Megafaunal extinctions in the tropics
Questions of megafaunal (animals >44kg) extinctions during the Late Pleistocene and Holocene have been of extreme interest to the international archaeological and palaeontological communities, with it being variously argued that certain taxa were driven to extinction by human impacts, climatic change, disease, or even asteroid impacts. The potential impact of humans on various now extinct genera of large animals that once roamed the earth are linked to broader questions regarding the scale of our species’ impact on ecosystems. However, these discussions often neglect the species dynamics of entire ecologies, including smaller mammals and reptiles, and have generally been limited to Europe, the Americas, and Australia.
This project is committed to undertaking studies of human impacts on animal populations in the less-studied regions of island East Africa, South Asia, Southeast Asia, and Melanesia. In particular, we seek to refine chronologies of faunal decline and extinction, as well as continuity, in these less-studied regions using detailed radiocarbon and optically-stimulated luminescence methodologies. We are also working to develop a consortium of specialists applying different novel methods to study changing demography, biology, and ecology of these taxa around the world. We are also interested in the comparison of faunal extinctions on mainland versus island ecosystems.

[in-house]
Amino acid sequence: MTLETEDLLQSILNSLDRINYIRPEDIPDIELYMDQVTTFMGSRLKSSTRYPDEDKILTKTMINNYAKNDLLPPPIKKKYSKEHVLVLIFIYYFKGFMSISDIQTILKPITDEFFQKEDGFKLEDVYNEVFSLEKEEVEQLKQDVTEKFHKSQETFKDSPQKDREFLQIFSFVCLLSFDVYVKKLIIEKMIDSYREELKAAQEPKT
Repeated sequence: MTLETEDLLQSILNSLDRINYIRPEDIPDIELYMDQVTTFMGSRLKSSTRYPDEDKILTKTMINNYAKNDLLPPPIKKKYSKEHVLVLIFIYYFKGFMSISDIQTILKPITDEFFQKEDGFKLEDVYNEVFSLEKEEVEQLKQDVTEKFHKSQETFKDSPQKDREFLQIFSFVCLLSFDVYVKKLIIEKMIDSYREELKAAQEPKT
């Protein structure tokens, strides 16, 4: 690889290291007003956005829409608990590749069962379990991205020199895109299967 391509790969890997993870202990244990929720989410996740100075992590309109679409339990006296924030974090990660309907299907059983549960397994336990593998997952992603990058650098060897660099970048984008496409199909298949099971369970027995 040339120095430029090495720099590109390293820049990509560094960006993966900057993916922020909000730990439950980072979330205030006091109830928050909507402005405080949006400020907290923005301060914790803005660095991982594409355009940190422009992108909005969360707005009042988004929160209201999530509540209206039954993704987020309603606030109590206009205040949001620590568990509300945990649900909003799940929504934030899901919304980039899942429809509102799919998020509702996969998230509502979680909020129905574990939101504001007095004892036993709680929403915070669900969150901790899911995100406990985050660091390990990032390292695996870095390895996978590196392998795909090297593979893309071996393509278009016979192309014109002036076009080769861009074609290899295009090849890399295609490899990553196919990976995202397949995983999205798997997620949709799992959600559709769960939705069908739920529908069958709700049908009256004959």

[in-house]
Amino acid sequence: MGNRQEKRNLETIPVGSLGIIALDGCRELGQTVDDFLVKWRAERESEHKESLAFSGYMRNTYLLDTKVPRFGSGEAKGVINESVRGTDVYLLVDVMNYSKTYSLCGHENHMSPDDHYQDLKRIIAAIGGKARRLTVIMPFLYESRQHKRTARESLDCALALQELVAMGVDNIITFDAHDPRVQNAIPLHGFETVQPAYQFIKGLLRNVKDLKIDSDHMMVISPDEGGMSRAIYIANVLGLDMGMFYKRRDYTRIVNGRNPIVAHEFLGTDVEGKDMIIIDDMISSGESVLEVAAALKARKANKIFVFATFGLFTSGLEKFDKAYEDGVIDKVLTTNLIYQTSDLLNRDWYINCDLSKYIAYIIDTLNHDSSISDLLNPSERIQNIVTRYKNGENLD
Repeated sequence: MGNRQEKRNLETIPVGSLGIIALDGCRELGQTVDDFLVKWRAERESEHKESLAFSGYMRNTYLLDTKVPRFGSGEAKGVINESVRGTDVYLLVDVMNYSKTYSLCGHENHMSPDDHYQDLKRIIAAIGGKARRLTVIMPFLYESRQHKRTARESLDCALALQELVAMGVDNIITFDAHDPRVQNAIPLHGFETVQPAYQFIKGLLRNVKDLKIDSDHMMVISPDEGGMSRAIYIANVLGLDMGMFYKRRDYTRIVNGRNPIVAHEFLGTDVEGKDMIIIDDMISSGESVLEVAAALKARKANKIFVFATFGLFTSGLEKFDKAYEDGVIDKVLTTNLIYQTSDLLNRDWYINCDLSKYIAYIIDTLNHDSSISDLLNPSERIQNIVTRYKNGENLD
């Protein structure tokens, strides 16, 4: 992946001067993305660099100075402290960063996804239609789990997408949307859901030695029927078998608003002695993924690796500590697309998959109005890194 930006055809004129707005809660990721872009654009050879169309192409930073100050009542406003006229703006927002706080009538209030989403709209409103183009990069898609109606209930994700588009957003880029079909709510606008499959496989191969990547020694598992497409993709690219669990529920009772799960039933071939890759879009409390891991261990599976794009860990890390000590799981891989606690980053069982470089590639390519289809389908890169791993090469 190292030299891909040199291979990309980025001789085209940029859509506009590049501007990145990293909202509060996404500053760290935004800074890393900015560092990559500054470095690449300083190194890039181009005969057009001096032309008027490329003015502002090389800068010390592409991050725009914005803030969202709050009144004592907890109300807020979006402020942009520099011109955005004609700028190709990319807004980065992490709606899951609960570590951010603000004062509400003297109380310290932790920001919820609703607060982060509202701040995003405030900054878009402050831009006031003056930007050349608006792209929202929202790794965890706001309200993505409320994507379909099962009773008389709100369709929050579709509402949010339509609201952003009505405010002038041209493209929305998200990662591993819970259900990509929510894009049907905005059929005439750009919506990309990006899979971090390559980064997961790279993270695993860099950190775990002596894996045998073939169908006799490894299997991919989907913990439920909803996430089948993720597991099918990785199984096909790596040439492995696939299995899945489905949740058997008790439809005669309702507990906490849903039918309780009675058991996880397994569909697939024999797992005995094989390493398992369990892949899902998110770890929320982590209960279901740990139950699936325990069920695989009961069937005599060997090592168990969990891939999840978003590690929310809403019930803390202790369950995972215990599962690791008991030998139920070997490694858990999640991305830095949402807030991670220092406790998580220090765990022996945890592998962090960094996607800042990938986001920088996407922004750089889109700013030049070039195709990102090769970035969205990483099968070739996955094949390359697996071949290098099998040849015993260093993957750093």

Boivin, N.L., Zeder, M.A., Fuller, D.Q., Crowther, A., Larson, G., Erlandson, J.M., Denham, T. & M.D. Petraglia. 2016. Ecological consequences of human niche construction: examining long-term anthropogeniuc shaping of global species distributions. Proceedings of the National Academy of Sciences of the United States of America 113: 6388-6396.
Roberts, P., Delson, E., Miracle, P., Ditchfield, P., Roberts, R.G., Jacobs, Z., Blinkhorn, J., Ciochon, R.L., Fleagle, J.G., Frost, S.R., Gilbert, C.C., Gunnell, G.F., Harrison, T., Korisettar, R., & M.D. Petraglia. 2014. Continuity of mammalian fauna over the last 200,000 y in the Indian subcontinent. Proceedings of the National Academy of Sciences of the United States of America 111(16): 5848-5853.